The homemakers of Clarkston tended to be a bit competitive in their household labors. A contest held among the women in town was to see who would have the first line of clothes whipping in the breeze. It was whispered that some determined ladies actually wet down clean sheets and raced to the line to pin up the first Monday wash each week.

        A franchise for the electric lights was investigated in 1913 and granted in 1916. A house-to-house canvas was made to promote the project. When the lights were installed the people paid one dollar per month for this utility that was to transform and elevate all modes of living.

        Just when the first telephone was installed in Clarkston is uncertain, but it was located in the Co-op store. A. M Musser, "Brigham Young's Traveling Bishop" and manager of the Deseret Telegraph for many years, introduced the telephone in Utah in 1878. Logan had a switchboard in 1886 and by 1905 most of the valley was supplied. Thomas Griffin, manager of the Co-op store, carried on a game of checkers over the phone with a friend in Newton. This supplied a lively interest for those who would gather around the stove to "chew the fat." In early days the folks, before answering a call, would smooth their hair and straighten their cloths, as if the person on the other end of the line could see them.

        The first automobiles in Clarkston belonged to Daniel Buttars, Tom Buttars, and David Dahle. David's was a brand new 1915 Buick. He was so used to driving a team of horses that he called “whoa” to his car when he wanted it to stop. At one time, he lost control of his car and knocked out the boards in the end of the shed he was using for a garage. He filled two sacks with dirt and placed them on the floor so the car would stop when the front wheels ran up against them, in order prevent another accide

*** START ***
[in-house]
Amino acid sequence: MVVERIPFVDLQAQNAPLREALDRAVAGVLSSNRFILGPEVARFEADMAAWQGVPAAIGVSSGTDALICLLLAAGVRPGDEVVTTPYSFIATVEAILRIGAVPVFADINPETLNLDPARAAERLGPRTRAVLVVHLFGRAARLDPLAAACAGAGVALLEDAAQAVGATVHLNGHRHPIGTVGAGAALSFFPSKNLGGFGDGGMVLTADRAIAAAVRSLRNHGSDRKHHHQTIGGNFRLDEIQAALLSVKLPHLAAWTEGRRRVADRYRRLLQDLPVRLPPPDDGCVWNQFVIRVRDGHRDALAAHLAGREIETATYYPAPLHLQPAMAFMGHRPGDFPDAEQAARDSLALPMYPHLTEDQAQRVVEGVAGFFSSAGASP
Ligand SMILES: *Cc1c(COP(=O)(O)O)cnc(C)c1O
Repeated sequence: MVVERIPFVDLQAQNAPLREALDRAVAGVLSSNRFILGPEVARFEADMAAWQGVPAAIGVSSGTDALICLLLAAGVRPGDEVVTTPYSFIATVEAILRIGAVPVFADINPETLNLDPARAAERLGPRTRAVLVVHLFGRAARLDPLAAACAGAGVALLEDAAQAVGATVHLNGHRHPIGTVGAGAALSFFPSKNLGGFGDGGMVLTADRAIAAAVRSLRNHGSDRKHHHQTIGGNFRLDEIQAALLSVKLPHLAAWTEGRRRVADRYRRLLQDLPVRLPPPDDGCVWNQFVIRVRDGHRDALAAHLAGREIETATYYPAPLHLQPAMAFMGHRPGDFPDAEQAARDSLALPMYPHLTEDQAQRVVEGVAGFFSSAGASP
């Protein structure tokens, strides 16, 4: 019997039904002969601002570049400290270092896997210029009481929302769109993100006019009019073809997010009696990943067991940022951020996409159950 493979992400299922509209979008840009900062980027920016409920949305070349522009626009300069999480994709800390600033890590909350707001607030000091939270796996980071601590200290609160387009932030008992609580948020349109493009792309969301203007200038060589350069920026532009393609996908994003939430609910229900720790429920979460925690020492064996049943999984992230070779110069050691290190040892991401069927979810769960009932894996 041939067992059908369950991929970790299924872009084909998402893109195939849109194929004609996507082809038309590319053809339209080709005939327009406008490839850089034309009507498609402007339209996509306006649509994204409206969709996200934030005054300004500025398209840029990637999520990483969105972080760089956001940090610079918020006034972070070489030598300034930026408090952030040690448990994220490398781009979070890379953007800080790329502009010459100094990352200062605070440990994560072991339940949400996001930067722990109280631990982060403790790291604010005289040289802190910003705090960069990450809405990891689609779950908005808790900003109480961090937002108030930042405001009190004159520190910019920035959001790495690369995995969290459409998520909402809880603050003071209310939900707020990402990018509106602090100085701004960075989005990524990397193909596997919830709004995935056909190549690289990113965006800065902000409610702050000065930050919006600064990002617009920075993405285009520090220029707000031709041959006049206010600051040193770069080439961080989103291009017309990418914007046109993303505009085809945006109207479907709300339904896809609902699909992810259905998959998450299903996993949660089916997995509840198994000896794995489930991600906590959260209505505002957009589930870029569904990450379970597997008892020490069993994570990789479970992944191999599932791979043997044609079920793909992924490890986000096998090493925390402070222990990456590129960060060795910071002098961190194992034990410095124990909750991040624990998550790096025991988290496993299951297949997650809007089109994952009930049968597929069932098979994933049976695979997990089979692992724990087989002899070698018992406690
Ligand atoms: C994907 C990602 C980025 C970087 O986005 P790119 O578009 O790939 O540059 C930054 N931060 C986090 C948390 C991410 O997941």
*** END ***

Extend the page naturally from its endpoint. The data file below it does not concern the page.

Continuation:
nt. With a car, it now only took about an hour to drive the twenty miles to Logan compared to over four hours by horse and buggy.

        The Great War (later known as World War I) began in 1914 when the heir to the Austro-Hungarian throne was assassinated, a chain of events set off declarations of war that involved all of Europe. Americans were thankful for their position across the seas and felt strongly that there should be no entangling alliances, and that Europe could "stew in her own juices."

        President Woodrow Wilson favored U. S neutrality. The Central Powers in the conflict were Germany, Austria, Hungary, Turkey, and Bulgaria. The Allied Powers were Britain, France, Russia, Japan, and Italy. America, the great melting pot of all nations, now began to make deferential references to her citizens such as German-Americans, French-American, etc.

        Food became the greatest factor in the war. With the slogan, "Food will win the war," food commodity prices soared. Clarkston's waving grain fields became literally golden as America poured wheat into France and other countries. Clarkston farmers prospered. President Wilson was re-elected on a slogan, "He kept us out of war, " still, many people had flamed with indignation at the sinking of the Lusitania on May 7, 1915. In 1917 German submarine warfare and the sinking of four unarmed American merchant ships, taking American lives, forced the President's hand and thrust the United States into war against Germany.

        Food was rationed. National "meatless days" and "wheatless days" were initiated; substitutes for wheat flour were introduced, some of which were very palatable, but the dark potato bread was deplorable. Still America's discomfort was nothing compared to that of war-weary Europe, and in rural communities where raising food was a business, no one suffered hunger.